I’ve noticed a strange paradox hidden in these past 10+ months of the pandemic: with more time on my hands, I feel time to be even more precious to me. I’ve dropped a lot of old habits, reassessing what I pay attention to or care about. A lot of these old habits and interests seem like leftovers from college or childhood that I somehow kept dragging around without noticing. Others were unwillingly but subtly dumped on to me by my surroundings or society. I slowly realized I don’t care about sports anymore. I don’t care about keeping up with the hottest television shows or podcasts anymore. There’s nothing wrong with those interests, they’re just not for me.
There’s incredible freedom in that negative self-definition. There are only so many hours in a day, and I’m keenly aware of that now. Maybe it’s a sense of mortality, but I think it’s more like a truer sense of time: how it can lull you into a state where time just happens to you, rather than you deciding what to do with the time that is given. It doesn’t help that most of society is optimized to capture your attention, which is another way of saying stealing your time without your consent or awareness.
This thing I am paying attention to, do I actually care about it? Did I notice it for reasons of my own, or was I forced to notice it?
This other thing I really do care about — am I giving it the attention I should? (Does it, perhaps, need mending?) Am I noticing what I want to notice?
It’s increasingly easy to mislead yourself into liking or caring about something that you don’t actually have an interest in. News and social media organizations are incredibly adept at this, keeping your attention in an endless loop of related content and new updates. Your attention is turned into money, but your time is permanently gone. It’s worth paying attention to what you pay attention to, as writer Amy Krouse Rosenthal once put it.
Today my wife shared with me this interesting interview with Ruth Chang on decision-making. I love her emphasis on commitment: no matter what you decide, by committing to your decision, you are creating “value for yourself in your life instead of being a passive recipient.” Your commitment makes the decision the “right” choice because you give it extra value (and you start to see it with that added value). And I think there’s such a thing as negative commitment: by choosing not to do something, you can create value too. This morning, I recorded a piece of music, and after spending time away from it, I realized the initial idea behind the music wasn’t that good. Instead of spending hours, days, weeks trying to improve that so-so idea–which I’ve been so guilty of for years–I’ve committed to throwing that idea into the trash and starting with another idea. I think there’s also an interesting relationship between acceptance and commitment–the former is couched in passive terms, but I think it’s a required step towards commitment. In the Yamabushi culture of Japan, there’s the concept of uketamō: radical, full-body acceptance. It’s a much more active idea than simple acceptance, less fatalistic and more total commitment. Acceptance leads to commitment, which maybe feeds back into acceptance and starts the cycle over again.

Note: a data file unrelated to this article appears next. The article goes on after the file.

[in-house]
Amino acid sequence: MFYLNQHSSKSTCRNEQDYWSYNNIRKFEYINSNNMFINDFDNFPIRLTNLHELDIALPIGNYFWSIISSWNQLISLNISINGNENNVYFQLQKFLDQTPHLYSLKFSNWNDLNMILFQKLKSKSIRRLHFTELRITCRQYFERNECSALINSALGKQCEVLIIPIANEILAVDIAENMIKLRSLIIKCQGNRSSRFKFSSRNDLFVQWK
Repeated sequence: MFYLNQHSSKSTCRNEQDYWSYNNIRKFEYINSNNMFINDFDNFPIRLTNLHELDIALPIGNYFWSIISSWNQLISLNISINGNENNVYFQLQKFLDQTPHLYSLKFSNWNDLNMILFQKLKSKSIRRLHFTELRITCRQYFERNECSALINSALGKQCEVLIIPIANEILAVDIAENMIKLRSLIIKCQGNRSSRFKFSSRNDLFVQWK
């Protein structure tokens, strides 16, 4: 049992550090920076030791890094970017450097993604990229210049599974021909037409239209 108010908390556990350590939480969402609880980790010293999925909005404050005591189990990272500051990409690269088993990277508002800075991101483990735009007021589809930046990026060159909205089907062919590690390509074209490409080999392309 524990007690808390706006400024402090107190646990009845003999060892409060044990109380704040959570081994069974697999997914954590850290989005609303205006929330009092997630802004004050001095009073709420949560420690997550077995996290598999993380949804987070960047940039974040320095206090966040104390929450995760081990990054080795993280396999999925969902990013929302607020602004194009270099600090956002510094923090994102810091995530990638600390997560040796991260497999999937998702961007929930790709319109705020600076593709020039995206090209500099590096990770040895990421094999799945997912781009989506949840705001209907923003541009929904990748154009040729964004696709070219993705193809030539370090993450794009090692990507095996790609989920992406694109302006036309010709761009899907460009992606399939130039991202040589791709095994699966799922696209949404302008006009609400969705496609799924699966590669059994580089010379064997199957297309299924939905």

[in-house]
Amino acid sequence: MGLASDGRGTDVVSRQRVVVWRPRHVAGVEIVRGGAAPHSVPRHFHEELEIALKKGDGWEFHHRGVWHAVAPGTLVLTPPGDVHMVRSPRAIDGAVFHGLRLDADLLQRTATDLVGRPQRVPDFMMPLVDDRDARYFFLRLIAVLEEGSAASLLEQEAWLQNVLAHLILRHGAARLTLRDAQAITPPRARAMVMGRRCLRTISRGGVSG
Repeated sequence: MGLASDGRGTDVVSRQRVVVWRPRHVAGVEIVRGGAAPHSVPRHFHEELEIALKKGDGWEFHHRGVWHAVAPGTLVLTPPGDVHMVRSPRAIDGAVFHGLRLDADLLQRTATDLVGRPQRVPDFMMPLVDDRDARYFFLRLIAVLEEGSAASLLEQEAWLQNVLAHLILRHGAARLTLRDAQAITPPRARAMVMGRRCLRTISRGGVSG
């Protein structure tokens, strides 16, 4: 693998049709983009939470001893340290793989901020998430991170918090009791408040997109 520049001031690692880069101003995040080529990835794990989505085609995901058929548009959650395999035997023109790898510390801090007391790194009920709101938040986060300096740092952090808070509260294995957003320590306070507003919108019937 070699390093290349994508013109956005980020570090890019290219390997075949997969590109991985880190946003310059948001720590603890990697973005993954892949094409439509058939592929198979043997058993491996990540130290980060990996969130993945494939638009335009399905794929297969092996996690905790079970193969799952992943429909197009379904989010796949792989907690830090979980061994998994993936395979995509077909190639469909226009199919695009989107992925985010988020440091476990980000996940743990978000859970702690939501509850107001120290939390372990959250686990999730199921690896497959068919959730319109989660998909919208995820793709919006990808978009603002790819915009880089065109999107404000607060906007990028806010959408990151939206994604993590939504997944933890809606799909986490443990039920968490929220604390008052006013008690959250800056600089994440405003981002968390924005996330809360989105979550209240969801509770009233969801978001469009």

But the eternal question: what, in this moment, should I commit myself to? For time-consuming artistic projects, I just came across this great decision matrix used by Brian Eno:
Will it be fun?
Will I learn anything from it?
Will it make the world a better place?
Will it earn enough money to pay for the first three?
Maybe not the most helpful when deciding between another glass of wine or writing a blog post, but both of these things are certainly worth my time and attention.